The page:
Now Bitcoin markets are trading at record prices of over $40. This increase, along with a series of recent developments, marks a new overall state of affairs for this project. To make better sense - beyond the mere market numbers - of the current state of the Bitcoin economy, it is worth it to make a brief recount of the way Bitcoin has evolved in recent months. Perhaps the most obvious milestone reached during the last few days is the surpassing of the previous top valuation of U$31.9, achieved by mid-2011. Bitcoin now trades at historically high prices above U$40 per coin. Is the bubble about to burst again? Those who expect a similar crash ought to consider that bitcoins from 2011 are hardly like bitcoins of 2013.
Let's recap. In early 2011, the project started to get attention beyond a very reduced circle of people interested in cryptography. Due to its design (scarcity and floating value), bitcoins do tend to be the object of speculation, and a few online news articles was all it took at the time to drive prices, within a few weeks, from zero to over $30 per coin. However, there was no backing economic substance, no actual economic activity, markets with significant depth or use for the currency. This is why at the slightest sign of trouble - in this case, the hack of one of the exchanges - investors backed away, and the bubble popped. By late 2011, the price had retreated back to $2.
Celebrating protocol One of the more subtle but profound events that took place in the past few months is a reduction by half in the rate at which bitcoins are produced. It is a characteristic of the bitcoin exchange protocol that such a change takes place every four years. This transition was baptised by the community of Bitcoin enthusiasts as "Halving Day". It was a significant event at several levels. Symbolically, "Halving Day" is a reminder of the built-in coin scarcity that is at the core of the Bitcoin economy. There was a general sense of excitement in online forums devoted to Bitcoin discussion in the days and hours previous to the "halving". Remarkably, "Halving Day Parties" were held in several cities: nothing less than the social celebration of a software function. A ritual was born from the code.
In economic terms, though, the halving did in fact result in a drastically reduced number of new bitcoins, from 300 to 150 per hour. This severe cutback in production of new coins is likely to have been a factor, among many, in the recent price rises. This is why, in a remarkable demonstration of foresight, Bitcoin miners actually celebrated that their "pay" was being cut in half. Another reason why the "halving" was a significant event is that, being the first one since Bitcoin's 2009 inception, there was some expectation about how it would unroll, technically. Would the network assimilate the change seamlessly, or would it cause unexpected bugs to emerge, wreaking havok in the whole economy? The technical uneventfulness of this change at the protocol level of the Bitcoin network reaffirmed the confidence in the overall soundness of its design.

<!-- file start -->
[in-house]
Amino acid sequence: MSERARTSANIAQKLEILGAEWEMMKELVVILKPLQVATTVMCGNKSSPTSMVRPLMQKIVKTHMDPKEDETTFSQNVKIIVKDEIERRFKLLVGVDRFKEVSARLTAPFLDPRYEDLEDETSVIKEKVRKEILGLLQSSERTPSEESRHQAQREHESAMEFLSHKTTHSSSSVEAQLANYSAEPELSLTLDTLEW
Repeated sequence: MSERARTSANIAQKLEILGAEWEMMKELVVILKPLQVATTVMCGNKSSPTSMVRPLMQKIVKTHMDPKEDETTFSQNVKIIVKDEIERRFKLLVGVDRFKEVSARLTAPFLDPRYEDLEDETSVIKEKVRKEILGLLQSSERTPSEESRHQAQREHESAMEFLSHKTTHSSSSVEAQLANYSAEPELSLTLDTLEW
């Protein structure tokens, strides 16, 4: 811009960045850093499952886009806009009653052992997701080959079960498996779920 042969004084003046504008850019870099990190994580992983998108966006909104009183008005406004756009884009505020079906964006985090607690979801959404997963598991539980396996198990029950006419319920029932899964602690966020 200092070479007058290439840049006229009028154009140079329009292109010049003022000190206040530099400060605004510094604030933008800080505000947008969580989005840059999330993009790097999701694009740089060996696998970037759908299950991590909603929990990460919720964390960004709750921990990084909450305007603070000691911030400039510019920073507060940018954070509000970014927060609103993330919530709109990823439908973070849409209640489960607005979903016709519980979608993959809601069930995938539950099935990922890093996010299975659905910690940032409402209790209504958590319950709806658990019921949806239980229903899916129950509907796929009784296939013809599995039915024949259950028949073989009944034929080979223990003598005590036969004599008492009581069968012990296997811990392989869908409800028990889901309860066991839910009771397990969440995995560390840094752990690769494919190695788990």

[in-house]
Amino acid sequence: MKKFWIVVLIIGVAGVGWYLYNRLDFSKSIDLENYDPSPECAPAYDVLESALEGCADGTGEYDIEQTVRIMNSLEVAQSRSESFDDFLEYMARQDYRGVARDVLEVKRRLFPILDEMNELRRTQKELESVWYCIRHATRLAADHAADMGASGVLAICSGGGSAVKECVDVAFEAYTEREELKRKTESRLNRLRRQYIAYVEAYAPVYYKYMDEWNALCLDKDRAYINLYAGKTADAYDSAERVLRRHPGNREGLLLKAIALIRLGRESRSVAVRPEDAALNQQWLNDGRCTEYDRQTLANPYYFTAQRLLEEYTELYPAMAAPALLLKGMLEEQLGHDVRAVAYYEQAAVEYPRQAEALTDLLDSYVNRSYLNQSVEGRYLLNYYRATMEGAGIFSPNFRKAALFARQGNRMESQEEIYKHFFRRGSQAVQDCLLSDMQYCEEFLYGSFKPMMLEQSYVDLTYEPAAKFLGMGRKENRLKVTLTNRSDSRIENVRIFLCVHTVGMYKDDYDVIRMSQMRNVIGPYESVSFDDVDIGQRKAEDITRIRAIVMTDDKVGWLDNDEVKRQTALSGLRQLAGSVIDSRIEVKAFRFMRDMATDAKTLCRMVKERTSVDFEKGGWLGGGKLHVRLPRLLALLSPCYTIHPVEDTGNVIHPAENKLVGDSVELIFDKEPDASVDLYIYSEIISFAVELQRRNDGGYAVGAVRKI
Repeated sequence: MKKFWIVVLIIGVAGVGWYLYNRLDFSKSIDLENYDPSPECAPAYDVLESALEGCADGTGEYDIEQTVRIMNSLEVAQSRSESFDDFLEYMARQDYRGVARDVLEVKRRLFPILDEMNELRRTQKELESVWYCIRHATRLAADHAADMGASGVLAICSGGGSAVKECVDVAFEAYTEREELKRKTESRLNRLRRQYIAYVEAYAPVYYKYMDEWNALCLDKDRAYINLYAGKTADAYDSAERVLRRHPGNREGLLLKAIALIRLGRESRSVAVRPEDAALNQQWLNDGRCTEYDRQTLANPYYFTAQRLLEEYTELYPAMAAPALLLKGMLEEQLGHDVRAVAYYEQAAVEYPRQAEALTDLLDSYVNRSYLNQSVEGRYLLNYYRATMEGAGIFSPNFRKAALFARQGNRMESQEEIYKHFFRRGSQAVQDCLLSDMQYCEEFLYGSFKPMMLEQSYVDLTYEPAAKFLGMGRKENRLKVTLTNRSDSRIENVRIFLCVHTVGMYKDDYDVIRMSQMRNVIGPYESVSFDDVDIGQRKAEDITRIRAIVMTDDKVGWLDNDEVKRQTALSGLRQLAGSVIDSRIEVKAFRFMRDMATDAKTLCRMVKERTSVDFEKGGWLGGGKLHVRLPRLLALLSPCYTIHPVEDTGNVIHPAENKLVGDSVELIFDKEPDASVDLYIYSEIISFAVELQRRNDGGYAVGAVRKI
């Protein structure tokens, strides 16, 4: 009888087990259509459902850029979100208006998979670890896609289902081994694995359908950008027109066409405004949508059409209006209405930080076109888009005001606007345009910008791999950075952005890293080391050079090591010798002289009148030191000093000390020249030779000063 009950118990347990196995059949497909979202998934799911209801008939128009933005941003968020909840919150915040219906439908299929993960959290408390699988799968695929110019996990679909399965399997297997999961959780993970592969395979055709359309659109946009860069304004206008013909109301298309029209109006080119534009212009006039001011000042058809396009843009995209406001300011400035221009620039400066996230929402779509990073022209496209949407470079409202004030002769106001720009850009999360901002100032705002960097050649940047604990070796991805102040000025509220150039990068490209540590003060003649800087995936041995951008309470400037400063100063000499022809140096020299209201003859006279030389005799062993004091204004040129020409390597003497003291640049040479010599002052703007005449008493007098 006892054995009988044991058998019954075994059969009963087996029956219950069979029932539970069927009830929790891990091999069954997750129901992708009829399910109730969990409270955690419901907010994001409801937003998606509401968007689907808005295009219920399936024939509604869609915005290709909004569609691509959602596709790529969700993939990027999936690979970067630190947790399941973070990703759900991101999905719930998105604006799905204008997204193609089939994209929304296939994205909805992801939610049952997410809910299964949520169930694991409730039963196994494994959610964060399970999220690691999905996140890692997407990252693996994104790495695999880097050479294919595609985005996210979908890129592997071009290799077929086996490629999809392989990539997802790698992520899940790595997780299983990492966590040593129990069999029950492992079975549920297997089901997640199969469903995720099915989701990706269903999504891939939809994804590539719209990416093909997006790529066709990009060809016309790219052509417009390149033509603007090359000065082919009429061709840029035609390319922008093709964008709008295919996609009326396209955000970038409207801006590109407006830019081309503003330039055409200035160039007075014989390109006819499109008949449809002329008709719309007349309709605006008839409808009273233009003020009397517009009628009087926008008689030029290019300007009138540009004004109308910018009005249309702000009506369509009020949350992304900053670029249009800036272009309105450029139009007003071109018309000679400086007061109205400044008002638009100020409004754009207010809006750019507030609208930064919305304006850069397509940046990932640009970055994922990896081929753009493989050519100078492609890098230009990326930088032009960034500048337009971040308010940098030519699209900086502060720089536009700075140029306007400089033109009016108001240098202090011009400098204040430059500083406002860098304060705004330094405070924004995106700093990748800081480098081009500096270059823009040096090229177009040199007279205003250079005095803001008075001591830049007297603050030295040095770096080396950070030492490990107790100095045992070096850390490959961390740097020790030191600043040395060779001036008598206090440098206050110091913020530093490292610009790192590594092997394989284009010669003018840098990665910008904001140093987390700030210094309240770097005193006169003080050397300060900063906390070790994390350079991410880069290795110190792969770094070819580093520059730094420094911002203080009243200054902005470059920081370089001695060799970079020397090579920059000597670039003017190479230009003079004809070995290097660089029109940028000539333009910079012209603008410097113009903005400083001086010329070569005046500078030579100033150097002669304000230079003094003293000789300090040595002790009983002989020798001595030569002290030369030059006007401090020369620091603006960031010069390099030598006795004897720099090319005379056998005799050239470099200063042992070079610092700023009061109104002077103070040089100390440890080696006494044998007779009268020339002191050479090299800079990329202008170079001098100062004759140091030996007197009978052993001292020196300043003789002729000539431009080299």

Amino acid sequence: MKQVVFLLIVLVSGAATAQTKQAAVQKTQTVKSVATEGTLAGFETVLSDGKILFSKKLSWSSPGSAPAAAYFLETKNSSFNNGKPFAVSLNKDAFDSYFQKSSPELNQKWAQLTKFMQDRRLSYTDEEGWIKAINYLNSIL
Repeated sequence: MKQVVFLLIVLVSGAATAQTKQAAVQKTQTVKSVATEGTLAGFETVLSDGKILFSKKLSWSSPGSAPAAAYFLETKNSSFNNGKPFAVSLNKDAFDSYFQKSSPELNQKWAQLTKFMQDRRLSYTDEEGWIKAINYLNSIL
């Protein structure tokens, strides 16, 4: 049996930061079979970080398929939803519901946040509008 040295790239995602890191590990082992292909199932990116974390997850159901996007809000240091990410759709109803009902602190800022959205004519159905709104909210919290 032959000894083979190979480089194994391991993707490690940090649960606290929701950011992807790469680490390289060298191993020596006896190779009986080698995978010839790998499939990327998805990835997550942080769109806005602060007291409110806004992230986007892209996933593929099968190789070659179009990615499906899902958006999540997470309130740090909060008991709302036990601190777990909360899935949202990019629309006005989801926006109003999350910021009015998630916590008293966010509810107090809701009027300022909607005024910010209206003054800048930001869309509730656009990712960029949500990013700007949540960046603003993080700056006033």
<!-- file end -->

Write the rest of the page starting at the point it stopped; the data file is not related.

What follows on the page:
Bitcoin-logic ventures Late 2012 has been a pivotal period for Bitcoin. Although the main indicator of the "financial" size of Bitcoin, the Bitcoin price, the key difference between Bitcoin's rise in price now and its bubble then is that in 2011 the Bitcoin markets' trade volume was backed almost entirely by speculation. (...) investors interested in Bitcoin are starting to look beyond the Bitcoin markets, and are instead increasingly focusing their eyes on the underlying Bitcoin economy - substituting mere speculation with increasing investment into the businesses that make both Bitcoin adoption and the Bitcoin price go up in the first place.
Bitcoin Central account will have all of the core features of a standard bank account in Europe. Each account will have its own international bank account number (IBAN) with which anyone will be able to send money to that account via bank wire. On the withdrawal side, Bitcoin Central will soon issue debit cards similar to those now in the works by BitInstant that would automatically convert the holder's BTC balance to euros on the fly. And, finally, the euro balance of a Bitcoin Central account will be federally insured up to $100,000 by the French "Garantie des depôts."